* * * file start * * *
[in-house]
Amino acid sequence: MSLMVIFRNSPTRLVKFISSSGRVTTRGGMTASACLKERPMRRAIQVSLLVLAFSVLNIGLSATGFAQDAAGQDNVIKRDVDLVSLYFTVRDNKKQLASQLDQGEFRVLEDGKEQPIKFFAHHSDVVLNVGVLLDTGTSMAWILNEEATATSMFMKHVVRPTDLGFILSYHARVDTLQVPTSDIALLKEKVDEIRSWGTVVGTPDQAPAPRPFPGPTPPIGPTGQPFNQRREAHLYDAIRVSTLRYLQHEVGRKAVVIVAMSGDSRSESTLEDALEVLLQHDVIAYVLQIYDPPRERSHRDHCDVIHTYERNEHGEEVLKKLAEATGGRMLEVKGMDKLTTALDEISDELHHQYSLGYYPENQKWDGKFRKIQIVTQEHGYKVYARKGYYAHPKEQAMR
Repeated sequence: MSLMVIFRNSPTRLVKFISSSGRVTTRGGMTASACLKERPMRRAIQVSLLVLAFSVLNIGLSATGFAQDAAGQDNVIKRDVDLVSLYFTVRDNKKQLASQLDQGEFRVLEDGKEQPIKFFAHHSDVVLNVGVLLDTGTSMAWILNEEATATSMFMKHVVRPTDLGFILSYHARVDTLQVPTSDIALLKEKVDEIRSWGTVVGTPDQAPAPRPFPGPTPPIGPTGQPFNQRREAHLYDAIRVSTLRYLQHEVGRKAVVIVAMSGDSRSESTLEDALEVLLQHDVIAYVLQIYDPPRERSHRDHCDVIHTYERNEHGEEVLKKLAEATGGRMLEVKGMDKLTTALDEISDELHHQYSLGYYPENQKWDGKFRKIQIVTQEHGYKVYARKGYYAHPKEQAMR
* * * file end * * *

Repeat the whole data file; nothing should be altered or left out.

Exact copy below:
[in-house]
Amino acid sequence: MSLMVIFRNSPTRLVKFISSSGRVTTRGGMTASACLKERPMRRAIQVSLLVLAFSVLNIGLSATGFAQDAAGQDNVIKRDVDLVSLYFTVRDNKKQLASQLDQGEFRVLEDGKEQPIKFFAHHSDVVLNVGVLLDTGTSMAWILNEEATATSMFMKHVVRPTDLGFILSYHARVDTLQVPTSDIALLKEKVDEIRSWGTVVGTPDQAPAPRPFPGPTPPIGPTGQPFNQRREAHLYDAIRVSTLRYLQHEVGRKAVVIVAMSGDSRSESTLEDALEVLLQHDVIAYVLQIYDPPRERSHRDHCDVIHTYERNEHGEEVLKKLAEATGGRMLEVKGMDKLTTALDEISDELHHQYSLGYYPENQKWDGKFRKIQIVTQEHGYKVYARKGYYAHPKEQAMR
Repeated sequence: MSLMVIFRNSPTRLVKFISSSGRVTTRGGMTASACLKERPMRRAIQVSLLVLAFSVLNIGLSATGFAQDAAGQDNVIKRDVDLVSLYFTVRDNKKQLASQLDQGEFRVLEDGKEQPIKFFAHHSDVVLNVGVLLDTGTSMAWILNEEATATSMFMKHVVRPTDLGFILSYHARVDTLQVPTSDIALLKEKVDEIRSWGTVVGTPDQAPAPRPFPGPTPPIGPTGQPFNQRREAHLYDAIRVSTLRYLQHEVGRKAVVIVAMSGDSRSESTLEDALEVLLQHDVIAYVLQIYDPPRERSHRDHCDVIHTYERNEHGEEVLKKLAEATGGRMLEVKGMDKLTTALDEISDELHHQYSLGYYPENQKWDGKFRKIQIVTQEHGYKVYARKGYYAHPKEQAMR